Nokia, the world's largest mobile phone maker, expects industrywide mobile phone shipments to grow 10 percent to 15 percent in 2003 and each year after that, a company executive said on Wednesday.
"We will see next year, and the years after that, growth in the industry for the handset volumes between 10 and 15 percent," K.P. Wilska, president of Nokia Americas, said at a Banc of America Securities conference in San Francisco.
Nokia currently expects industrywide mobile phone shipments in 2002 to be about 400 million.
Wilska said the company believes a big driver of future growth in mobile phone sales will be the replacement market. Consumers who are currently replacing their phones have held their previous phones for an average of 2.5 years, he said.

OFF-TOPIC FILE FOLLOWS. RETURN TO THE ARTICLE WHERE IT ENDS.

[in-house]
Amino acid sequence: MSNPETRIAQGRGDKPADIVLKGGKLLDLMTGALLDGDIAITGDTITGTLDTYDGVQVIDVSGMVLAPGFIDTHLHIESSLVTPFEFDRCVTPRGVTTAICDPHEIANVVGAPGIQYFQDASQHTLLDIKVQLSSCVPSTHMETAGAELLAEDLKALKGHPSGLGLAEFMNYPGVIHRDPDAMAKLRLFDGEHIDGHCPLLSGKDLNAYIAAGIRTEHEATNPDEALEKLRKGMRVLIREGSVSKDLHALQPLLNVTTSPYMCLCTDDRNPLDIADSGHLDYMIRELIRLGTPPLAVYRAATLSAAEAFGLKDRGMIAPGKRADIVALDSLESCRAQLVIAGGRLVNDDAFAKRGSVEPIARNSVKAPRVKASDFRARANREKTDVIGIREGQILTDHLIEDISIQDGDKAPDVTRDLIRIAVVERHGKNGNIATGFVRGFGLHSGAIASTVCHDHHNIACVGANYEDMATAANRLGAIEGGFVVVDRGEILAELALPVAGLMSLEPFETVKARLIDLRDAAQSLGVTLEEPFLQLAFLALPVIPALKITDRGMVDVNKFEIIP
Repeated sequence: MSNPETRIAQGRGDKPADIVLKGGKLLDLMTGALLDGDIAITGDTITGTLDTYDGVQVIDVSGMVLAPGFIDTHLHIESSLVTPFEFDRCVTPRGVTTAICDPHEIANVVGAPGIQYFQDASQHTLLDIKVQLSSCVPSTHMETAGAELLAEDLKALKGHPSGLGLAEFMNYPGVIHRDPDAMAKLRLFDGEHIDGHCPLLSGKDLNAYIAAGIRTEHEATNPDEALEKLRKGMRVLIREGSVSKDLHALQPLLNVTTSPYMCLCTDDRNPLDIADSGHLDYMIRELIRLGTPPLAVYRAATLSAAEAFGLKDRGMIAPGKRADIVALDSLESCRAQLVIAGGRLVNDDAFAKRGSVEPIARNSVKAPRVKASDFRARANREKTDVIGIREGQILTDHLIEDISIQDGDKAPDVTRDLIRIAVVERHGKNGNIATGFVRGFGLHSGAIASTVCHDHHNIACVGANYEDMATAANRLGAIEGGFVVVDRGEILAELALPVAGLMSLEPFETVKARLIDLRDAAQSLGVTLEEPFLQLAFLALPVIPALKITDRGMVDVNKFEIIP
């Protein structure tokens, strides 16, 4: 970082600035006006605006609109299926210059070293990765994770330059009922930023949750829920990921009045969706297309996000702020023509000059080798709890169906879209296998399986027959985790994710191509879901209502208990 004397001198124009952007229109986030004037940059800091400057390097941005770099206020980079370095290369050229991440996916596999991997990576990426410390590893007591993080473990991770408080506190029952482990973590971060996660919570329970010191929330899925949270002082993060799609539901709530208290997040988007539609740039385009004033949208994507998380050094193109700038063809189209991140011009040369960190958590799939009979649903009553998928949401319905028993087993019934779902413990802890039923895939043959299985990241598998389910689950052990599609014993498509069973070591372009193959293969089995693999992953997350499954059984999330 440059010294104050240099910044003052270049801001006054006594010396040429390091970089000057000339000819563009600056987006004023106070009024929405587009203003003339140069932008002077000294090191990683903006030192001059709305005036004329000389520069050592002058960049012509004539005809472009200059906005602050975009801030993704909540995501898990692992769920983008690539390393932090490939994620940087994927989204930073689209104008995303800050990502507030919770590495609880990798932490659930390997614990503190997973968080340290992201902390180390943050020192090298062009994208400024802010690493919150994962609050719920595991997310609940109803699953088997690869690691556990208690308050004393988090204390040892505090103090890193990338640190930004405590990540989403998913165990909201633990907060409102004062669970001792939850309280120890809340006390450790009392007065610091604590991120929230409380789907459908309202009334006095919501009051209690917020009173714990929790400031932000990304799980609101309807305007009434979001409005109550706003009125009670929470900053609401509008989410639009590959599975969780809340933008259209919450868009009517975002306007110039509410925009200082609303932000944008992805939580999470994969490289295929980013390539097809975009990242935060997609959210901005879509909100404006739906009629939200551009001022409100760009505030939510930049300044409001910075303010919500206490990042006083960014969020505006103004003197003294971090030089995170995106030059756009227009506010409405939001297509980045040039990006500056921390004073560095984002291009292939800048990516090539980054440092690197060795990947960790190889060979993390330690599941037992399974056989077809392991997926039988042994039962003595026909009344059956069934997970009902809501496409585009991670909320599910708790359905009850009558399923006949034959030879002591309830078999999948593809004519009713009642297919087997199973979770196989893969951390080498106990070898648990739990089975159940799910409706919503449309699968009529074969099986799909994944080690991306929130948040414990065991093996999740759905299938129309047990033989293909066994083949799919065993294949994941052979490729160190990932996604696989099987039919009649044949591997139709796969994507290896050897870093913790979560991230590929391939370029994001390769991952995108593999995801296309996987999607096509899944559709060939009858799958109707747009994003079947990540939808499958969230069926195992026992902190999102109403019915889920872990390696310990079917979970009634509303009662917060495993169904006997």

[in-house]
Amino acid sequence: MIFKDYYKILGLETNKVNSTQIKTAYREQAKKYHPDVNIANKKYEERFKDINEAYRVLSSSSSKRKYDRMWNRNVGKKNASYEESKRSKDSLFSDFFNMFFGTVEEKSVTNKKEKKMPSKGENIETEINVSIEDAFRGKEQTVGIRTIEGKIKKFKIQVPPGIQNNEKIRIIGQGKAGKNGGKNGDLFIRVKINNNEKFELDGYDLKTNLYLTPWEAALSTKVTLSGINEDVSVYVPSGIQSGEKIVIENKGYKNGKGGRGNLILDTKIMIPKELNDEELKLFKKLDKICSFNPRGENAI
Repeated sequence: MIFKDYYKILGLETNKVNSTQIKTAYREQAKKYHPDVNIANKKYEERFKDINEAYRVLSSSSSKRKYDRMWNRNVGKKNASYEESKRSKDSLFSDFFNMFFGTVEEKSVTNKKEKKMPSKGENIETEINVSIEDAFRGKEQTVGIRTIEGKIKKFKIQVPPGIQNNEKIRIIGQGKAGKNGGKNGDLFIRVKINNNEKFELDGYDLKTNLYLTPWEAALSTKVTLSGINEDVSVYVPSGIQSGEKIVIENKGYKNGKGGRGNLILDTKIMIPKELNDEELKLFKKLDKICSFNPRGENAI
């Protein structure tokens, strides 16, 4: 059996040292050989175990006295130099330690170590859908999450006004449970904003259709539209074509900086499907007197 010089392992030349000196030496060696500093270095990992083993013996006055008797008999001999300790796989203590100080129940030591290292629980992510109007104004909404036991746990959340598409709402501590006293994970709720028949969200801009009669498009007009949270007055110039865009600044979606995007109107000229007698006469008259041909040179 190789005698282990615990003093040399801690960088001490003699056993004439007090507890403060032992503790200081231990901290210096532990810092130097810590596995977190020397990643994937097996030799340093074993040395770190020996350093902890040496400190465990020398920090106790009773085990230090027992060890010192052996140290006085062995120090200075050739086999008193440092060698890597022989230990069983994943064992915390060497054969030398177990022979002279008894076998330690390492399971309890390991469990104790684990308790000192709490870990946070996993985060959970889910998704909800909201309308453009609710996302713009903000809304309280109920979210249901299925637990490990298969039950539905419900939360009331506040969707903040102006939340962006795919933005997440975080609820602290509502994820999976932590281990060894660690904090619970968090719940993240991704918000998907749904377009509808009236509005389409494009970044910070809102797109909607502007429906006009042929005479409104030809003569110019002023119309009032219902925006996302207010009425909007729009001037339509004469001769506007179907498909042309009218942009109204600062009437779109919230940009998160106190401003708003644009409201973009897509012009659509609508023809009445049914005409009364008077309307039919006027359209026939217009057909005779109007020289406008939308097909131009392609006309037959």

Wilska said Nokia was targeting a 40 percent market share in mobile phones, compared with the 35.6 percent share it had at the end of the second quarter, according to research group Gartner Dataquest.
He said he expected average selling prices of the phones to be higher in the second half of 2002, with potential to expand depending on the demand for its products and new technology.
A US-based TV channel named curious details about the trials of the new Russian missile, such as, for example, the failed launch in October 2017
During the recent Helsinki summit, Russian President Vladimir Putin offered to hold a referendum in the Donbass. Trump asked not to voice this idea at the press conference
The International Olympic Committee is ready to take Russia back, the head of the organization Thomas Bach said